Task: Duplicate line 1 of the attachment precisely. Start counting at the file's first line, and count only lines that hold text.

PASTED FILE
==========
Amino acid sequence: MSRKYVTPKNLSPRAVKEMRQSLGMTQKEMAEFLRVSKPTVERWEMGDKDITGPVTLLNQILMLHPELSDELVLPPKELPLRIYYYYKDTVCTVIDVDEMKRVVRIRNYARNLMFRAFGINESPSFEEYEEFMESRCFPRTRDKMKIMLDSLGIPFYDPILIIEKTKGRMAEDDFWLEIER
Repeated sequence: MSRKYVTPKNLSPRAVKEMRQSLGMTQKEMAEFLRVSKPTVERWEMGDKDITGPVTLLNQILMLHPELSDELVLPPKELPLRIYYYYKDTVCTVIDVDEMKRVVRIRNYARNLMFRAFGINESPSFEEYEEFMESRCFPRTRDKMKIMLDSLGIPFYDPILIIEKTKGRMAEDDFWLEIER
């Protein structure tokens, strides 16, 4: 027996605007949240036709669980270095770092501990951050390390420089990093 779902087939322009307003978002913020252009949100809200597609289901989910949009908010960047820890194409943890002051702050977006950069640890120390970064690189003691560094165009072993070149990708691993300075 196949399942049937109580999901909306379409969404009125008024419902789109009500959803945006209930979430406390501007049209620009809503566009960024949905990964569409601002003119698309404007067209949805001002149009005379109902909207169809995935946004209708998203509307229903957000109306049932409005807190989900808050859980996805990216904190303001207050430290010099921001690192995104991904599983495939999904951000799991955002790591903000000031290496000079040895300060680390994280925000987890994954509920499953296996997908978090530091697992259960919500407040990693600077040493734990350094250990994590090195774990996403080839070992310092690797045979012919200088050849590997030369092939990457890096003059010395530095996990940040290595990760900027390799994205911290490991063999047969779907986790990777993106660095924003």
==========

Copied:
Amino acid sequence: MSRKYVTPKNLSPRAVKEMRQSLGMTQKEMAEFLRVSKPTVERWEMGDKDITGPVTLLNQILMLHPELSDELVLPPKELPLRIYYYYKDTVCTVIDVDEMKRVVRIRNYARNLMFRAFGINESPSFEEYEEFMESRCFPRTRDKMKIMLDSLGIPFYDPILIIEKTKGRMAEDDFWLEIER